By Karine Kalantarian and Emil Danielyan
The Soviet-style militarized structure of the Armenian Defense Ministry is an obstacle to Armenia’s closer cooperation with NATO and should be brought closer to Western standards, a senior diplomat said on Wednesday.
Arman Hakobian, who heads the Armenian Foreign Ministry’s Department on Disarmament and International Security, said the virtual absence of civilian officials at the Defense Ministry has hampered Yerevan’s participation in NATO’s Partnership for Peace program.
“There are many courses, trainings and other events going on within the NATO framework,” he told a roundtable discussion in Yerevan. “They are designed for civilian officials from defense ministries such as defense analysts, planners and even historians. This stratum is non-existent in Armenia.”
“Very often our department has to try to substitute for the absence of such a civilian class. I myself have attended a few NATO events where I was the only diplomat,” Hakobian complained.
“This is a big problem for us,” he added. “If we are to embark on a reform of the security sphere we should start from revising the structure of the Defense Ministry.”
The Armenian Defense Ministry was set up in January 1992 and adopted the Soviet practice of appointing military officers to just about every position. Defense Minister Serzh Sarkisian is among a handful of ministry officials that have no military rank.
The ministry is due to open by the end of this year a think-tank that will advise it defense and security issues. But it too will be headed by an army officer. It is not clear who else will be working there.
Armenian diplomats have long complained privately that the military is reluctant to deepen contacts with NATO for fear of upsetting Russia. Armenia, for example, has only one army officer attached to the NATO military headquarters near Brussels. Neighboring Azerbaijan and Georgia each have several military representatives there.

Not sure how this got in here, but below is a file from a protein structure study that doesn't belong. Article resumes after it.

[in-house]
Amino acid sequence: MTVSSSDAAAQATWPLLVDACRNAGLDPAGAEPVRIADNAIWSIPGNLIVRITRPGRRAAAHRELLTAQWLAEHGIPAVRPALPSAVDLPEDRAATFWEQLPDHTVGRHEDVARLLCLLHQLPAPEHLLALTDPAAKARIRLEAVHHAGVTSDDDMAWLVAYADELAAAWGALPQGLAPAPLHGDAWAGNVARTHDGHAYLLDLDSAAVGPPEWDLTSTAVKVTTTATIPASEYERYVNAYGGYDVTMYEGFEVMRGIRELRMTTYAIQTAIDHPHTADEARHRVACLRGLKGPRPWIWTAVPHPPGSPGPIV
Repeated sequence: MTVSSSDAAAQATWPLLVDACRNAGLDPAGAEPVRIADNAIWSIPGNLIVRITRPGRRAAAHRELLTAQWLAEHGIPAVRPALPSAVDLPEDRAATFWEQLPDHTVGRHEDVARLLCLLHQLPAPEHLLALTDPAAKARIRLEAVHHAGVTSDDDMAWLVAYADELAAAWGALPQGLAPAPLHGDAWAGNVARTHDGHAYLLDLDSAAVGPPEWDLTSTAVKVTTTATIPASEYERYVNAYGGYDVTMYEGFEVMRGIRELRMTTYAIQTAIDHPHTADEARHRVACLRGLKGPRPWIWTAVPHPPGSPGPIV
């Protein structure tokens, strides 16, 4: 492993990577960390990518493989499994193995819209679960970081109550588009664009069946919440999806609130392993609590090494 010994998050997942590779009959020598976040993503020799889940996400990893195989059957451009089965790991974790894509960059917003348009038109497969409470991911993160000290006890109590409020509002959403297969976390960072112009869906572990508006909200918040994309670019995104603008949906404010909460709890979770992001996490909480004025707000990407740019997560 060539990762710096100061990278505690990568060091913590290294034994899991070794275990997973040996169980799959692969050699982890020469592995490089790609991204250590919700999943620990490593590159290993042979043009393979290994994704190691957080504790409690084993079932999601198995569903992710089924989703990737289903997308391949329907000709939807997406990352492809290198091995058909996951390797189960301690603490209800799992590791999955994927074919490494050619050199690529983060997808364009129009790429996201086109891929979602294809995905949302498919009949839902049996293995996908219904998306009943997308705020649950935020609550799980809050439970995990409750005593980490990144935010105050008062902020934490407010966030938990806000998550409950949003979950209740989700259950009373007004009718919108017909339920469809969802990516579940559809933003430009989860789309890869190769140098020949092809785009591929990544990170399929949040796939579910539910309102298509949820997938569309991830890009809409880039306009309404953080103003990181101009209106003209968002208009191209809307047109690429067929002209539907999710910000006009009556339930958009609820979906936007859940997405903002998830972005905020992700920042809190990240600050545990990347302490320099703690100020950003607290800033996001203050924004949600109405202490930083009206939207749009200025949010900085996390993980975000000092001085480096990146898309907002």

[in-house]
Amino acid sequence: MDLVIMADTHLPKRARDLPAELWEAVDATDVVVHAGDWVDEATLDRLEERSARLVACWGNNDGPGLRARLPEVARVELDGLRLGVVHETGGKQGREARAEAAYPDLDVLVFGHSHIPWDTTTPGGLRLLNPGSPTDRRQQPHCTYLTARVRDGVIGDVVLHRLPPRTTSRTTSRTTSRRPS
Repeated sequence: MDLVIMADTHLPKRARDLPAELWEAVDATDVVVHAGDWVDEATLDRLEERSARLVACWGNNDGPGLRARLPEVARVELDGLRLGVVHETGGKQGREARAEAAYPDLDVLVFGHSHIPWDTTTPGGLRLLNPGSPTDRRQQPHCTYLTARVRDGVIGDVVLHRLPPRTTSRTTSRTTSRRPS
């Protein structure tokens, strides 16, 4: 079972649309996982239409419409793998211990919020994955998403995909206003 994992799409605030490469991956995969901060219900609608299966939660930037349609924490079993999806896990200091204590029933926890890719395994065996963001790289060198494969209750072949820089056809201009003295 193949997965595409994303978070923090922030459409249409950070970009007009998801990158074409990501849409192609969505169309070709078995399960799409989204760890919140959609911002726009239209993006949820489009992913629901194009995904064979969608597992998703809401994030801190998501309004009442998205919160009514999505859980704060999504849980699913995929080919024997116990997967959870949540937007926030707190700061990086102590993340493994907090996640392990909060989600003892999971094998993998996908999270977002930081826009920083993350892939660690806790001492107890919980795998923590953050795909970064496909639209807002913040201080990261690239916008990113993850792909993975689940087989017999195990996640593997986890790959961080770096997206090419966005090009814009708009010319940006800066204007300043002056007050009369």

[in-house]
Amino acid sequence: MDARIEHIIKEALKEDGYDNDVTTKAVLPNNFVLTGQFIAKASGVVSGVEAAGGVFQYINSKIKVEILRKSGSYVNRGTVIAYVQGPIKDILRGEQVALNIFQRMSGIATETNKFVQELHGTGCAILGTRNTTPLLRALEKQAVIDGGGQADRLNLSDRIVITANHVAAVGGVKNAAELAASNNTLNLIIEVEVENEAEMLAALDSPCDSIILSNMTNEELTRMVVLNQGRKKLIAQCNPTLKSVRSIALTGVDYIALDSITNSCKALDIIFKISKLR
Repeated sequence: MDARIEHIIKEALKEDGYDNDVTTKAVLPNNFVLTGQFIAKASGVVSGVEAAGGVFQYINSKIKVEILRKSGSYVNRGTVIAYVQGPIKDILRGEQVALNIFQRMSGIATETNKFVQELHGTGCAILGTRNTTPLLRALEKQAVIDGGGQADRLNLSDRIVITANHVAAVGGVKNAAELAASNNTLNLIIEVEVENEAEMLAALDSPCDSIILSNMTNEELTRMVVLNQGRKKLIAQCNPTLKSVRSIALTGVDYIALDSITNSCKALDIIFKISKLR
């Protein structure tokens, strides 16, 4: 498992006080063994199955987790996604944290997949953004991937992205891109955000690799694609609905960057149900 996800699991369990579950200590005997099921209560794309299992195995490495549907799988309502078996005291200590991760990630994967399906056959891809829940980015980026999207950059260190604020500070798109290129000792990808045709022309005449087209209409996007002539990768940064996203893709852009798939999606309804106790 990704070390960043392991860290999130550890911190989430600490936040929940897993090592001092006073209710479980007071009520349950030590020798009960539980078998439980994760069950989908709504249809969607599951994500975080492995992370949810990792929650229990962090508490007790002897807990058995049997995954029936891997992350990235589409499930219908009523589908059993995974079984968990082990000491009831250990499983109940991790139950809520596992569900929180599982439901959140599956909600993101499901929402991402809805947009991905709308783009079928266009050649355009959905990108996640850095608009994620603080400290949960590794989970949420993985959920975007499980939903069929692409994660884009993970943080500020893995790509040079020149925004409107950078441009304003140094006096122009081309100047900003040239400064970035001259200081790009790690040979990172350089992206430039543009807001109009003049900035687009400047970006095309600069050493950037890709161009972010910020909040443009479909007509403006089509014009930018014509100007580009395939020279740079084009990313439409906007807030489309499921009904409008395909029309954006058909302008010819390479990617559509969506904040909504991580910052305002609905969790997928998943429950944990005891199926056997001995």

Petrosian argued that the Defense Ministry’s archaic structure results from the overall lack of civilian control over the Armenian military which he said can not be justified with the unresolved conflict with Azerbaijan over Nagorno-Karabakh. “An army at war must be under even tighter civilian and democratic control [than in peacetime],” he said, citing Israel’s example.
In a separate development, the deputy commander of the U.S. troops in Europe, General Charles Wald, met with President Robert Kocharian and Defense Minister Serzh Sarkisian on Wednesday during a two-day visit to Yerevan, the second in less than a year. Kocharian’s office said the talks focused on the growing U.S.-Armenian military cooperation as well as international efforts to resolve the Nagorno-Karabakh conflict. No details were reported.
A statement by the U.S. Embassy in Armenia was also brief: “The purpose of the visit is to discuss the developing U.S. – Armenia defense relationship.”
During his previous trip to Yerevan in April 2004, Wald and the chief of the Armenian army staff, Colonel-General Mikael Harutiunian signed an agreement on “acquisitions and cross-servicing.” It enabled the U.S. and Armenian militaries to exchange logistical support for their troops.